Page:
The Primary Care Collaborative (PCC) and the AAFP Robert Graham Center released PCC’s 2022 Evidence Report, Relationships Matter. How Usual is Usual Source of (Primary) Care?
More Americans lack a consistent source of health care – most often primary care – despite the pandemic, which does not bode well for Americans’ future overall health. Persistent differences between racial/ethnic groups in usual source of care (USC) are likely contributors to ongoing health disparities, made worse by the COVID-19 pandemic.
This comprehensive report puts USC data from 2000-2020 in context and examines trends by age, demographic group, insurance product, and geography. The USC metric matters because a usual source of care is associated with better population health, more equity, and lower costs.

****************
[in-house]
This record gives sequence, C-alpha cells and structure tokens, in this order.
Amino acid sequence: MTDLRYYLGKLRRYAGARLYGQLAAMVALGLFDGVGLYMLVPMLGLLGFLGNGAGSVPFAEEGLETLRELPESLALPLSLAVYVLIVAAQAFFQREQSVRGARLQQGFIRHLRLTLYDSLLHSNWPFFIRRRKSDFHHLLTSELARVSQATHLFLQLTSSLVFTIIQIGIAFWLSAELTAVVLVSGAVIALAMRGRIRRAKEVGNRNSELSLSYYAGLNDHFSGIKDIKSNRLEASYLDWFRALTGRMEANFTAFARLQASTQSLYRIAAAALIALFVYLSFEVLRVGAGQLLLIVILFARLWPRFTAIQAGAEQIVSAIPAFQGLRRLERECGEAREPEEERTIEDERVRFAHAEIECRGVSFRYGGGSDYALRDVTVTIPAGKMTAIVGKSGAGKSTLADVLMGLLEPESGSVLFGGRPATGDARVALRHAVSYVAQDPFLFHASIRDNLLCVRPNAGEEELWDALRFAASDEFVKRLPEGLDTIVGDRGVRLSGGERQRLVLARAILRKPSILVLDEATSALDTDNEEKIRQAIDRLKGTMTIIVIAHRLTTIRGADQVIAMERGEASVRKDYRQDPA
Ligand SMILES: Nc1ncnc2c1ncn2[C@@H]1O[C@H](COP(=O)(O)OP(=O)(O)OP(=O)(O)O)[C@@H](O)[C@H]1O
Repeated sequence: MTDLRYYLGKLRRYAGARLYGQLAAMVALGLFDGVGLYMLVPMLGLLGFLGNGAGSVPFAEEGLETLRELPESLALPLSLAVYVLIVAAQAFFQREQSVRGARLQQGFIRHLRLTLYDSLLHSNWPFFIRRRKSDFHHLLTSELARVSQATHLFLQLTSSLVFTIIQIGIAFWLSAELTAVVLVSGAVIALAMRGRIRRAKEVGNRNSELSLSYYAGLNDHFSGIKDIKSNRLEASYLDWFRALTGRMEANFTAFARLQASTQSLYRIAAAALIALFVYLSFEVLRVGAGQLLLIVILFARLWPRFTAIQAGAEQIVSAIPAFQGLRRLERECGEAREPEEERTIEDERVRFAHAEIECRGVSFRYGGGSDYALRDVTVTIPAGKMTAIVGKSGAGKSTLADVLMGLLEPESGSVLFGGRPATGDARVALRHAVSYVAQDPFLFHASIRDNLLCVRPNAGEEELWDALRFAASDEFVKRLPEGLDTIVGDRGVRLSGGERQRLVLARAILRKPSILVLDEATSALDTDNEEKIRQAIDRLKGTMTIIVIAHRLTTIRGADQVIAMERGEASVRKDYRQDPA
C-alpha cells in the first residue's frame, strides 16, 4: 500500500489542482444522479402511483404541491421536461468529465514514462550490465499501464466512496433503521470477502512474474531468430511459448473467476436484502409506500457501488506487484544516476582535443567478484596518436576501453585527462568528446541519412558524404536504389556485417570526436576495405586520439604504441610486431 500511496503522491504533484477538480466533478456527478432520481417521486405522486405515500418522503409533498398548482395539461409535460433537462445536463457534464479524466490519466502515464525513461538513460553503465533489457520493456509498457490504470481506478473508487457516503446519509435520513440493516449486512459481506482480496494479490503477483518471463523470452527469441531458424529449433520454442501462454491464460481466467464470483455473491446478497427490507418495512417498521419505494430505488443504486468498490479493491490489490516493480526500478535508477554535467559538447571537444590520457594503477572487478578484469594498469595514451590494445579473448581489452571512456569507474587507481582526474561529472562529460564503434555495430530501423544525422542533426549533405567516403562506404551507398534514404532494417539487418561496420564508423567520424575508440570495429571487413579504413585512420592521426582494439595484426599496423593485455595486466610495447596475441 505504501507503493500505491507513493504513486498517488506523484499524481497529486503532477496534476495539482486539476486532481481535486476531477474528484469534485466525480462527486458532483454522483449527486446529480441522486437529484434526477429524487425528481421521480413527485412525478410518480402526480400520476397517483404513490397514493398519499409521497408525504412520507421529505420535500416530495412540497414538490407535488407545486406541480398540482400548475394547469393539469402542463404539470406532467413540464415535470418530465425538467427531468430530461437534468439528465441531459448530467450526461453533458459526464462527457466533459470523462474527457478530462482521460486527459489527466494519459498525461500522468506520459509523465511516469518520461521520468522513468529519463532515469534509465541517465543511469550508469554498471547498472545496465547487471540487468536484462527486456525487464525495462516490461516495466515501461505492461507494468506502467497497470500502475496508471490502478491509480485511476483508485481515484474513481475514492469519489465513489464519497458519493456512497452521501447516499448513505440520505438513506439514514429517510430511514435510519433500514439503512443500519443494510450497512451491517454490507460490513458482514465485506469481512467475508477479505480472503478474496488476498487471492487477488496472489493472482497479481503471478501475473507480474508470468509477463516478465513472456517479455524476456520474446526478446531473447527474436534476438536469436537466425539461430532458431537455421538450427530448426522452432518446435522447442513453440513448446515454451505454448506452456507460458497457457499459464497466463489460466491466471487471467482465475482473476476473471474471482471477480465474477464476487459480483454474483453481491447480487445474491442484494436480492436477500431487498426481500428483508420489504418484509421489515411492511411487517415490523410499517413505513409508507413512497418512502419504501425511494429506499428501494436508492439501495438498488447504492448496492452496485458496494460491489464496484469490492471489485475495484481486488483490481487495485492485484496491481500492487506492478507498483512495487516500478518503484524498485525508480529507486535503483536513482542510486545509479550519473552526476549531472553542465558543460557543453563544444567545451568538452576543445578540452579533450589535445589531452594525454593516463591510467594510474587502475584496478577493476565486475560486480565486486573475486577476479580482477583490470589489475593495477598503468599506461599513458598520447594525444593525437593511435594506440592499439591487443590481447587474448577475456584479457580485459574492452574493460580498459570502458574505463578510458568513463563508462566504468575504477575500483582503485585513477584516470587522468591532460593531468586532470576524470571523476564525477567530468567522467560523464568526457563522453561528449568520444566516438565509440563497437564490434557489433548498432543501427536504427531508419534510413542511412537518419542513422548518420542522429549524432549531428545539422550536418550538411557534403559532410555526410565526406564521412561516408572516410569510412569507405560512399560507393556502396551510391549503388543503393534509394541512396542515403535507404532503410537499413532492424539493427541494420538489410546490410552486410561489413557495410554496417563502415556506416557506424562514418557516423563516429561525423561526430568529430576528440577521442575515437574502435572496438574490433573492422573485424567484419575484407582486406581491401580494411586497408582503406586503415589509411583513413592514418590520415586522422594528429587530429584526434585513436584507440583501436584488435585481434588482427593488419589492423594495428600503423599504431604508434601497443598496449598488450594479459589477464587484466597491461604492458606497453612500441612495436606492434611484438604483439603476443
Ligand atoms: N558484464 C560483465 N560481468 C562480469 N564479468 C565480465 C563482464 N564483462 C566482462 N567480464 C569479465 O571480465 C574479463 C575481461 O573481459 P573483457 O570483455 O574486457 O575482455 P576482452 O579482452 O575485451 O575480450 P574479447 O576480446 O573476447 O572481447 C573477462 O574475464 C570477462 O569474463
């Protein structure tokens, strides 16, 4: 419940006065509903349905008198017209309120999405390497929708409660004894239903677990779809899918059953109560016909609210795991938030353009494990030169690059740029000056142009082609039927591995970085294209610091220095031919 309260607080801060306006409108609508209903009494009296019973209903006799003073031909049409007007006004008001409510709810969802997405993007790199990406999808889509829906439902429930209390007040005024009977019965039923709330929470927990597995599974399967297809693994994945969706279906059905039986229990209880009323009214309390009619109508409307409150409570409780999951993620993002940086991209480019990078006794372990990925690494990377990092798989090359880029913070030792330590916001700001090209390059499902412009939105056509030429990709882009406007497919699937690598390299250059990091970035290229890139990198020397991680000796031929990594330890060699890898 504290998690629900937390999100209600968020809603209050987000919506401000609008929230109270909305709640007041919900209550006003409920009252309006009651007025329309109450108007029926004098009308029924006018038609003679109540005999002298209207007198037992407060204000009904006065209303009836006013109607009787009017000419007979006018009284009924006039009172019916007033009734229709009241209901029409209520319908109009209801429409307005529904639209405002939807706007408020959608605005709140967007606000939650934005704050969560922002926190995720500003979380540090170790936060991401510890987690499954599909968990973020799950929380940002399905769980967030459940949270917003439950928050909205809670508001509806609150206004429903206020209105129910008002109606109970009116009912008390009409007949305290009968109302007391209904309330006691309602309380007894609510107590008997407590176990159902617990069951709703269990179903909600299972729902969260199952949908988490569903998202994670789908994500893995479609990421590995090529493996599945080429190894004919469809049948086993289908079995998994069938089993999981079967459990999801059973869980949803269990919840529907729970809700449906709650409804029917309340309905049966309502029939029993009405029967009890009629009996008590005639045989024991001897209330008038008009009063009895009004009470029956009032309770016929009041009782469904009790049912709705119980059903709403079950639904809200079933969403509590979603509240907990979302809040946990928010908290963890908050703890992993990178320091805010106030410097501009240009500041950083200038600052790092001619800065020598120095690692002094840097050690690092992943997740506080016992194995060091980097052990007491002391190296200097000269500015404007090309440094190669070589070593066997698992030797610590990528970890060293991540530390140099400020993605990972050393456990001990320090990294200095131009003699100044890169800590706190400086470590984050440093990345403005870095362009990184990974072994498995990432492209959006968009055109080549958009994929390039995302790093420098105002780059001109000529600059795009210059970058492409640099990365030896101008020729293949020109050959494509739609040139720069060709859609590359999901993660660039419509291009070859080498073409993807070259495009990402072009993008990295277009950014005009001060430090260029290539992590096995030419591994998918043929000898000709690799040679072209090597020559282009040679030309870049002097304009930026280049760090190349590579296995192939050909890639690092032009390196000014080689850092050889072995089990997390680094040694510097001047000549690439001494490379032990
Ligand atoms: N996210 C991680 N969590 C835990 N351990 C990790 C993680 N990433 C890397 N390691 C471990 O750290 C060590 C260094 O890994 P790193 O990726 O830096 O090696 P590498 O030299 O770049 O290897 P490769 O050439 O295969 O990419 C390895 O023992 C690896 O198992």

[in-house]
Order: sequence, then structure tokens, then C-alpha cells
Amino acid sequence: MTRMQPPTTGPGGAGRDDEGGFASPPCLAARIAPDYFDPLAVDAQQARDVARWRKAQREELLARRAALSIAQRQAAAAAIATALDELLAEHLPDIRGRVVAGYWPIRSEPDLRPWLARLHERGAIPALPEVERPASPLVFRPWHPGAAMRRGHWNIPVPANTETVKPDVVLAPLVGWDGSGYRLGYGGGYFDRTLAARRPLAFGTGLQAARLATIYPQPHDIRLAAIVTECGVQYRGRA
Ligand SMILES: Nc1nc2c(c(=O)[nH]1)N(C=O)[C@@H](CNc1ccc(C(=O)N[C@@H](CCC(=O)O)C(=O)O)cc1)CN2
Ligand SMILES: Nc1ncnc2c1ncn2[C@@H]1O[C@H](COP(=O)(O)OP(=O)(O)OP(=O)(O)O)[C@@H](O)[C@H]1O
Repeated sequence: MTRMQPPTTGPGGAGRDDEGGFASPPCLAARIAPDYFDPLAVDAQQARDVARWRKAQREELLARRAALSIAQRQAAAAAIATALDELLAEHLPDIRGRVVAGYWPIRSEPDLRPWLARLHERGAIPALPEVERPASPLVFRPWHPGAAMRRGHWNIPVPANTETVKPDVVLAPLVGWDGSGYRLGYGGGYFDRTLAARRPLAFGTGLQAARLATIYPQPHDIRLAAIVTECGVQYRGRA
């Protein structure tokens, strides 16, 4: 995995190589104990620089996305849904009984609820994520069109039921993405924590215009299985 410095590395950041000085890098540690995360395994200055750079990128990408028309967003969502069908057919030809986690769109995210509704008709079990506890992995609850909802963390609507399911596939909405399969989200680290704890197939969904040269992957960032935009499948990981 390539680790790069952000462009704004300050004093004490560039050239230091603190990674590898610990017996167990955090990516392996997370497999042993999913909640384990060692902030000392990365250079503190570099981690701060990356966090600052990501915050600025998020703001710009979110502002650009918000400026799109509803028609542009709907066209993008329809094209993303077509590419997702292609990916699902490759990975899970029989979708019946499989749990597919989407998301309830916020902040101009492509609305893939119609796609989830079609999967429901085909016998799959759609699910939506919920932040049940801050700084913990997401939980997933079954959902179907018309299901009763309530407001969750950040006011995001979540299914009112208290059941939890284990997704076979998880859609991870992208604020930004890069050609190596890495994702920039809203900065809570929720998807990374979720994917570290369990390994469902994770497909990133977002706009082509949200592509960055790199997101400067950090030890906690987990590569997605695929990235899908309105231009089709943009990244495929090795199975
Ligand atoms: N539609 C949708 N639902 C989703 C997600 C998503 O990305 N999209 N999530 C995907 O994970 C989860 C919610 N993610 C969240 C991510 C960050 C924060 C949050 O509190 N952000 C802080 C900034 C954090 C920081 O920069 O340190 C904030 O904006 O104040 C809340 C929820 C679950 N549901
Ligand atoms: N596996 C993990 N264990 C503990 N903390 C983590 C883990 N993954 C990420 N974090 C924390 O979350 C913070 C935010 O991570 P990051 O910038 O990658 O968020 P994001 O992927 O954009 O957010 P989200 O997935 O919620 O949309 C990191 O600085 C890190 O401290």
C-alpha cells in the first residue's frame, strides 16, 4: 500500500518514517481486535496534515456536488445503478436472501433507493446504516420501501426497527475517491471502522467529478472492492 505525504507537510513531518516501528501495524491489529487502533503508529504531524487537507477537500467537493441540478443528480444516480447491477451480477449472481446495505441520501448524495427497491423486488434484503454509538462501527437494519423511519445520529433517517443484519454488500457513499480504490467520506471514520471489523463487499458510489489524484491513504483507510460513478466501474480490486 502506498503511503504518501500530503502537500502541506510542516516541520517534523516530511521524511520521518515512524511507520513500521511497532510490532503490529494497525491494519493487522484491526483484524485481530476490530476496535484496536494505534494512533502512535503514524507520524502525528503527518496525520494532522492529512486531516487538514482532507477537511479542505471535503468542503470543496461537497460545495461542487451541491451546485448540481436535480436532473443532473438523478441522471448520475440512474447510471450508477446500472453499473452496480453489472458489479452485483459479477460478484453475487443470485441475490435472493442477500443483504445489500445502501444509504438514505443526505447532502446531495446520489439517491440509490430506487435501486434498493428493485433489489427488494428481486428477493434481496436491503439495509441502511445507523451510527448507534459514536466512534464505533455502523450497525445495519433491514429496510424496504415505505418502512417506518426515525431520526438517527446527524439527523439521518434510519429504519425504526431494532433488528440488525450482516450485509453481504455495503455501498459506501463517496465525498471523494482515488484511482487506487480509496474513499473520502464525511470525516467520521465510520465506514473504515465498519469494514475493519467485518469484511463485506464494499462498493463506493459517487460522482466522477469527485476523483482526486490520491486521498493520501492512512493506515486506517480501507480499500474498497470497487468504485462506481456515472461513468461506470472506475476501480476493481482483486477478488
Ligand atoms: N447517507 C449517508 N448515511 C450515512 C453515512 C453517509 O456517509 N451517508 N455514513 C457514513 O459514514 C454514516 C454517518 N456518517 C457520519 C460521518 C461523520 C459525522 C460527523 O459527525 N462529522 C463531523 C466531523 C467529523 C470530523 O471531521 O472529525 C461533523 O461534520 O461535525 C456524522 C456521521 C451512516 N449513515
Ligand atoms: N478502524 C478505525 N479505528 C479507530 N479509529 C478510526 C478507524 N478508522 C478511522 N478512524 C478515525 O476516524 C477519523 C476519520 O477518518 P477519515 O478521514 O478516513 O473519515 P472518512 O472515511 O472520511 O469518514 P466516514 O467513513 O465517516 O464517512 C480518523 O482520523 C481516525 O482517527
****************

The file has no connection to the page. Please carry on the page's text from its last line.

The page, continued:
The Report by the Numbers:
- Hispanic individuals had a 66% higher rate of no USC (34.3%) as compared to their White counterparts (20.7%) in 2019
- Non-Hispanic Black individuals had a 38% higher rate of no USC (28.4%) as compared to their White counterparts (20.7%) in 2019
- There was a 10% decline in USC for those with dual coverage (Medicare & Medicaid) between 2015 – 2020
- 46% of 18–34-year-olds had no USC in 2019, up from 34% in 2014
- In 2020, there was a spread of 27% points in USC across 50 state